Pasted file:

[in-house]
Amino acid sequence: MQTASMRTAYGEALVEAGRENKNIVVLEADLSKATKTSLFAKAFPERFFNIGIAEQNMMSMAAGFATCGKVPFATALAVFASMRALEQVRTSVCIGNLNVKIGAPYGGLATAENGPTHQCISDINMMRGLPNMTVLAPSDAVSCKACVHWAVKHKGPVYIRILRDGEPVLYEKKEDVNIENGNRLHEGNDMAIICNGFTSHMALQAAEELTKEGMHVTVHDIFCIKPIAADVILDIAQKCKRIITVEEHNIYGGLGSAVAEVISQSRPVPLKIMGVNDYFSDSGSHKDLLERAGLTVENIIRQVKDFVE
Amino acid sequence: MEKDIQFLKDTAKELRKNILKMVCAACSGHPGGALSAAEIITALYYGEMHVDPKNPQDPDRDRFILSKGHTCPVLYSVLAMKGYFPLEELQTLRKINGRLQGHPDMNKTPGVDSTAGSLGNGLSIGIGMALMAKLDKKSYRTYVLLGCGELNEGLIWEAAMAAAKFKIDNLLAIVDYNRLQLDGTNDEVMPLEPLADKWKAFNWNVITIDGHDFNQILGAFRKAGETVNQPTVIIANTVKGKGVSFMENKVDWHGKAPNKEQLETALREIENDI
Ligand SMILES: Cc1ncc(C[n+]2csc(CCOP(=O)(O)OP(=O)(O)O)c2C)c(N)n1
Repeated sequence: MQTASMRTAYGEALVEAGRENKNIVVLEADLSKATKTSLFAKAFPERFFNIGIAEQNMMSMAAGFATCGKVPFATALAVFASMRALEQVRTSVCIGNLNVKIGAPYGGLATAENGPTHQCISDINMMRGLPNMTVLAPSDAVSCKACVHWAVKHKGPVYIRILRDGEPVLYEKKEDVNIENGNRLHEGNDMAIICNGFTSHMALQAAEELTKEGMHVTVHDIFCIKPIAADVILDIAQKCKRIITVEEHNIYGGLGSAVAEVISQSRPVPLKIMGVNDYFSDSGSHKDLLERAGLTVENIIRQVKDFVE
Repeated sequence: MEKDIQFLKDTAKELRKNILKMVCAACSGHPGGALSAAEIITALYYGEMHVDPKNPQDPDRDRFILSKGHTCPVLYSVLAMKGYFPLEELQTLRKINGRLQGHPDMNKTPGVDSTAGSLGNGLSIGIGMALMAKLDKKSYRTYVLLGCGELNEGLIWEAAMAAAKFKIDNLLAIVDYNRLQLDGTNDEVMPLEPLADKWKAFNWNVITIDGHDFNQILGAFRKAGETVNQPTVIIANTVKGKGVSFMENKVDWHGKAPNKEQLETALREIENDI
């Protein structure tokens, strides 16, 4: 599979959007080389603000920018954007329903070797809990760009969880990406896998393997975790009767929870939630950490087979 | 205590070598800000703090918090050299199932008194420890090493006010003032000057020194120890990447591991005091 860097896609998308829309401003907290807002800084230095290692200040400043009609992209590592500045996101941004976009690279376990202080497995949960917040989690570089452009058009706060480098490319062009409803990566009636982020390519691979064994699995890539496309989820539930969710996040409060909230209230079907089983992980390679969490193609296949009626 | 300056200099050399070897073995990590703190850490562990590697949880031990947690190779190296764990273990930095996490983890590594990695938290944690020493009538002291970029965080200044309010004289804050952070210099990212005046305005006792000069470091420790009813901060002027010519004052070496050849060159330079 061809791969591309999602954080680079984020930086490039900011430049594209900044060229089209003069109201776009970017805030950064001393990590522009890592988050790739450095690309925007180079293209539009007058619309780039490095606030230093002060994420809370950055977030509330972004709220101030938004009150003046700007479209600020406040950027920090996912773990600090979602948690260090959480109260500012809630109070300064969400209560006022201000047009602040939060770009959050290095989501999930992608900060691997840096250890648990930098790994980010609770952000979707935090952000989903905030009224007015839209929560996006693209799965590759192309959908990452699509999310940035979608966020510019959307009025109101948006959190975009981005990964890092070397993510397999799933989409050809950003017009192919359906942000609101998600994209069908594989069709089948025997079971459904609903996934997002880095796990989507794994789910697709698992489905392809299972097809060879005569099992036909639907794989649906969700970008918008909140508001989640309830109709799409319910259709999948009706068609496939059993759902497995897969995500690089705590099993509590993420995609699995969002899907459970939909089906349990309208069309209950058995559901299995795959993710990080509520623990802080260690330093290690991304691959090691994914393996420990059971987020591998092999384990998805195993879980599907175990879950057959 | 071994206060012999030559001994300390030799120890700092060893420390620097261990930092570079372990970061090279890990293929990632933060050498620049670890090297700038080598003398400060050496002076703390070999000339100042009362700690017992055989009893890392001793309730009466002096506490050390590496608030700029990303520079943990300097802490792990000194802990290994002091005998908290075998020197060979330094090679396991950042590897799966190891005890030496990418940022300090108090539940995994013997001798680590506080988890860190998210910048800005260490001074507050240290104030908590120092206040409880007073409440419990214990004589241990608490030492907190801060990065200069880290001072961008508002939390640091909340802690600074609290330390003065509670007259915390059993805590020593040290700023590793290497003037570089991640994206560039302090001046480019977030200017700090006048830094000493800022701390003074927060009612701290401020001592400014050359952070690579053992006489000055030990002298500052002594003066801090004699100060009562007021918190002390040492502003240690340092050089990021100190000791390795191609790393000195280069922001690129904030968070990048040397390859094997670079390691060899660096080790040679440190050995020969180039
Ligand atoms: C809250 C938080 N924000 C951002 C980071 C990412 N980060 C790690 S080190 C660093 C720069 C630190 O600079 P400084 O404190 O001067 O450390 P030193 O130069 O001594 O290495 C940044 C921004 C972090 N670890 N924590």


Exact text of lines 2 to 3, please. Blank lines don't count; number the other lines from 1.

Amino acid sequence: MQTASMRTAYGEALVEAGRENKNIVVLEADLSKATKTSLFAKAFPERFFNIGIAEQNMMSMAAGFATCGKVPFATALAVFASMRALEQVRTSVCIGNLNVKIGAPYGGLATAENGPTHQCISDINMMRGLPNMTVLAPSDAVSCKACVHWAVKHKGPVYIRILRDGEPVLYEKKEDVNIENGNRLHEGNDMAIICNGFTSHMALQAAEELTKEGMHVTVHDIFCIKPIAADVILDIAQKCKRIITVEEHNIYGGLGSAVAEVISQSRPVPLKIMGVNDYFSDSGSHKDLLERAGLTVENIIRQVKDFVE
Amino acid sequence: MEKDIQFLKDTAKELRKNILKMVCAACSGHPGGALSAAEIITALYYGEMHVDPKNPQDPDRDRFILSKGHTCPVLYSVLAMKGYFPLEELQTLRKINGRLQGHPDMNKTPGVDSTAGSLGNGLSIGIGMALMAKLDKKSYRTYVLLGCGELNEGLIWEAAMAAAKFKIDNLLAIVDYNRLQLDGTNDEVMPLEPLADKWKAFNWNVITIDGHDFNQILGAFRKAGETVNQPTVIIANTVKGKGVSFMENKVDWHGKAPNKEQLETALREIENDI